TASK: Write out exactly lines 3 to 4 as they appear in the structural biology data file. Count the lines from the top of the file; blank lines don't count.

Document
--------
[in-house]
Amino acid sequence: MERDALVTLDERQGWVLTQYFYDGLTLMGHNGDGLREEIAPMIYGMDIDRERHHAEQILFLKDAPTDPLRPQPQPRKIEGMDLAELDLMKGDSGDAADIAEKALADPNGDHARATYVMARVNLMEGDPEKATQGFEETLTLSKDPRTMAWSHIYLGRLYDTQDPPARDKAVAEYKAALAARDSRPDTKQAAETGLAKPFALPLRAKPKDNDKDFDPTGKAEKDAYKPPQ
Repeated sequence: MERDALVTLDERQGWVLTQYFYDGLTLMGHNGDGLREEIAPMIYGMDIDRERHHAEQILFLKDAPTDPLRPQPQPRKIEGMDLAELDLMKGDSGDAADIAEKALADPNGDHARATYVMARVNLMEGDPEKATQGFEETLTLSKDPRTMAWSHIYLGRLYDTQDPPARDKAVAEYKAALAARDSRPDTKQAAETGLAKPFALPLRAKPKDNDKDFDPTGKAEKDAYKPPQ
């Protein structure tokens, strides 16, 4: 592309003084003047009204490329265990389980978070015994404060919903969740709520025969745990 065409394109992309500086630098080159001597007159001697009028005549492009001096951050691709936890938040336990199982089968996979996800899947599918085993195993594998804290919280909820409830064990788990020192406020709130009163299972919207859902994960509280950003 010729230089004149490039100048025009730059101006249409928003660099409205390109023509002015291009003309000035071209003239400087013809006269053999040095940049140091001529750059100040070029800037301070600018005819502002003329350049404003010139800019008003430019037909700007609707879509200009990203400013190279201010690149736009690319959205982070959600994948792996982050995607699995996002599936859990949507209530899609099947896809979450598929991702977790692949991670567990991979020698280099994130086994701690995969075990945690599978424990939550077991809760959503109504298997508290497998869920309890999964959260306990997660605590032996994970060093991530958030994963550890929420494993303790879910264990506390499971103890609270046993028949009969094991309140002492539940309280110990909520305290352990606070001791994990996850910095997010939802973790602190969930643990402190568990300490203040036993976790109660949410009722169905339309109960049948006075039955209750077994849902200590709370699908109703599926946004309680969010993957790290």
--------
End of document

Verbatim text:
Repeated sequence: MERDALVTLDERQGWVLTQYFYDGLTLMGHNGDGLREEIAPMIYGMDIDRERHHAEQILFLKDAPTDPLRPQPQPRKIEGMDLAELDLMKGDSGDAADIAEKALADPNGDHARATYVMARVNLMEGDPEKATQGFEETLTLSKDPRTMAWSHIYLGRLYDTQDPPARDKAVAEYKAALAARDSRPDTKQAAETGLAKPFALPLRAKPKDNDKDFDPTGKAEKDAYKPPQ
């Protein structure tokens, strides 16, 4: 592309003084003047009204490329265990389980978070015994404060919903969740709520025969745990 065409394109992309500086630098080159001597007159001697009028005549492009001096951050691709936890938040336990199982089968996979996800899947599918085993195993594998804290919280909820409830064990788990020192406020709130009163299972919207859902994960509280950003 010729230089004149490039100048025009730059101006249409928003660099409205390109023509002015291009003309000035071209003239400087013809006269053999040095940049140091001529750059100040070029800037301070600018005819502002003329350049404003010139800019008003430019037909700007609707879509200009990203400013190279201010690149736009690319959205982070959600994948792996982050995607699995996002599936859990949507209530899609099947896809979450598929991702977790692949991670567990991979020698280099994130086994701690995969075990945690599978424990939550077991809760959503109504298997508290497998869920309890999964959260306990997660605590032996994970060093991530958030994963550890929420494993303790879910264990506390499971103890609270046993028949009969094991309140002492539940309280110990909520305290352990606070001791994990996850910095997010939802973790602190969930643990402190568990300490203040036993976790109660949410009722169905339309109960049948006075039955209750077994849902200590709370699908109703599926946004309680969010993957790290």